Moving on, the next recommendation is for oatmeal. As mentioned earlier, oats come with fiber and a little bit of protein. Readers are told to “Sprinkle on cinnamon for flavor, but avoid loading oatmeal with honey or brown sugar. Instead, sweeten the oatmeal with raspberries, blueberries, or cherries. Fresh fruit is best.” Translation: add some carbohydrate to your carbohydrate. (Why not just stop at the cinnamon? As Robert Lustig, MD, of fructose fame, said, “Breakfast is not the time for your sugar fix.”)
We’re also told that because cooked oatmeal provides around 5.5 grams of protein per cup, this is “a nutrient-dense breakfast option.” Perhaps those with diabetes should be told that they can get more protein from just one egg, with far less carbohydrate along for the ride. If someone’s looking for a protein-rich food—particularly if they need to watch their blood sugar—oats aren’t what spring to mind first. Again, a handy-dandy glucometer is a diabetic’s best friend for assessing which foods impact them most.
Oddly enough, the very next foods recommended are eggs! No argument there; let’s give credit where credit is due. (Although we might make an exception for the recommendation to use cayenne or diced jalapeños in lieu of salt to provide seasoning. Chronically elevated insulin, rather than sodium intake, is a powerful driver of hypertension, with sugar having far greater detrimental effects than salt.)
The next suggestion is a real whammy: cereal. To the author’s credit, she emphasizes avoiding high-sugar cereals and looking for varieties that are high in fiber. But cereals that are low in sugar still consist primarily of wheat, rice, oats or corn—almost entirely carbohydrate. Some cereals touted as “high protein” contain soy protein, which may be problematic for some people. Plus, even those high protein cereals are still mostly carbohydrate. (For example, one popular cereal brand has an offering marketed for its protein content, but one serving—a little over a cup of cereal—contains 41 grams of carbohydrate, compared to a measly 7 grams of protein.)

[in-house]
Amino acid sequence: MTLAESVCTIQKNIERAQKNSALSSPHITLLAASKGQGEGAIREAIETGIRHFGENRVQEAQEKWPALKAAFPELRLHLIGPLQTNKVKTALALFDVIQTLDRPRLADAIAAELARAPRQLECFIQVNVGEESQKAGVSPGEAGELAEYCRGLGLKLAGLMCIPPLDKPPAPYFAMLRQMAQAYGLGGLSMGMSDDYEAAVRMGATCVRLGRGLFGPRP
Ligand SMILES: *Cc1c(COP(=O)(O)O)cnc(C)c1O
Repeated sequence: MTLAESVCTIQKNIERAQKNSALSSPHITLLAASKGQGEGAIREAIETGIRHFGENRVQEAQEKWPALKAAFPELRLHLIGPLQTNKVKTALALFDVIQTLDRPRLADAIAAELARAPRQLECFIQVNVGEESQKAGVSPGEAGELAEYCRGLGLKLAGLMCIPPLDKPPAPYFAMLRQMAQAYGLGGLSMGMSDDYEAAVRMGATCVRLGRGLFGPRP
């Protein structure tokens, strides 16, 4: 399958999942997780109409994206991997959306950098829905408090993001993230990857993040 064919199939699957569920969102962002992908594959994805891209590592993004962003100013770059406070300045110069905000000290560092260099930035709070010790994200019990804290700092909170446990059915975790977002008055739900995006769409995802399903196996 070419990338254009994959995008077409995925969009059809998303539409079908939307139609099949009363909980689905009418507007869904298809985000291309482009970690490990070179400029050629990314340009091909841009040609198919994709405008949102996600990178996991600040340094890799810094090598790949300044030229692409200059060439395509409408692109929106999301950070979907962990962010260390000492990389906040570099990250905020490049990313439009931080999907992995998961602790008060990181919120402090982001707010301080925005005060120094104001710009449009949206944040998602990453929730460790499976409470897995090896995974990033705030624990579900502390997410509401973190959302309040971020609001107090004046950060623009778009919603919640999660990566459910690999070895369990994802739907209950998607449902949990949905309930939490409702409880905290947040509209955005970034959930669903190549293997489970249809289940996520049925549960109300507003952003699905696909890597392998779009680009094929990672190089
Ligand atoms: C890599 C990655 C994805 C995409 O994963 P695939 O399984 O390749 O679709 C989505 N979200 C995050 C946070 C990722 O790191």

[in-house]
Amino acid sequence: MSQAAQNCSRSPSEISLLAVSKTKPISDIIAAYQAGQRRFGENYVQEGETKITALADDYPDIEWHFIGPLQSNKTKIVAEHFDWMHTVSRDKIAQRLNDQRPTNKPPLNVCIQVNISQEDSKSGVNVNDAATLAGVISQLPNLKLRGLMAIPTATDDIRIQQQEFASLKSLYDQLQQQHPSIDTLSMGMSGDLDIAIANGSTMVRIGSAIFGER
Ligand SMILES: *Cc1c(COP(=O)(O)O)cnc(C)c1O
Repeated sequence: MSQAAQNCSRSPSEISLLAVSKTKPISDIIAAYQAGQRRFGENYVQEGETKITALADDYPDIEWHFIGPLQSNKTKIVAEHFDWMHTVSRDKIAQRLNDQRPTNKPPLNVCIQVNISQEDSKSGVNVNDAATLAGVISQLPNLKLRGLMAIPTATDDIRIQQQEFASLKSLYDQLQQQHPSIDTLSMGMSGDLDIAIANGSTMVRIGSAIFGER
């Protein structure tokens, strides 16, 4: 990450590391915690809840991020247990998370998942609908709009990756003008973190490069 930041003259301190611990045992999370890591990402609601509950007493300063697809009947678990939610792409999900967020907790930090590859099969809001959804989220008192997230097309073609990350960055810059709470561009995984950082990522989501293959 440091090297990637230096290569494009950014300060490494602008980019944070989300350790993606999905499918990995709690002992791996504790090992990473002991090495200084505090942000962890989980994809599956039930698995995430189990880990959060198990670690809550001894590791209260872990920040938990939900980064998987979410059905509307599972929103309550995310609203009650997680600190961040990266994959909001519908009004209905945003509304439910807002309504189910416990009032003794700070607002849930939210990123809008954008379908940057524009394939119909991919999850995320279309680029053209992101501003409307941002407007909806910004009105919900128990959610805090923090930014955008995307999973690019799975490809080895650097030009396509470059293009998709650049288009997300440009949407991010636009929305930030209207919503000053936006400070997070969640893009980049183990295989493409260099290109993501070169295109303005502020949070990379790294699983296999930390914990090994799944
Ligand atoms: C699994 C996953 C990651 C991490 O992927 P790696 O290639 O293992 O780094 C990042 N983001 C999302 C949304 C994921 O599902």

We’re back on track with the next recommendation, which is for unsweetened yogurt. Greek yogurt is mentioned as a better source of protein than regular varieties. Whew! All hope is not lost! And the final suggestion is pretty good, too: “Fruit can be a good option for breakfast, but large quantities of fruit can cause blood sugar spikes.” (Apparently the author doesn’t see a conflict between this and the fruit-heavy smoothie recipe provided in the very same article. When experts present this kind of disjointed advice, it’s really no wonder people are so confused.) Avocados are recommended as a low-sugar fruit, which we’re on board with.
The article finishes up with the usual misguided parroting of conventional advice regarding dietary cholesterol and salt, and suggests soy and other vegetable-based substitutes for meat products. There’s a little light in the darkness, though, when it’s acknowledged that while there are high-fiber sprouted-grain breads available now, some people with T2D do best avoiding all bread. It would’ve been even better if it were acknowledged that it’s entirely possible to eat a nutritious and satisfying breakfast without any significant carbohydrate. But a meal of eggs, ham and sausage would lead to a great deal of cognitive dissonance, and would force healthcare professionals deeply invested in advice from a bygone era to consider the possibility that animal proteins, cholesterol, and saturated fat aren’t deadly.
But perhaps this consideration is long overdue. Conventional dietary advice has failed people with type 2 diabetes, insulin resistance, and obesity for too long.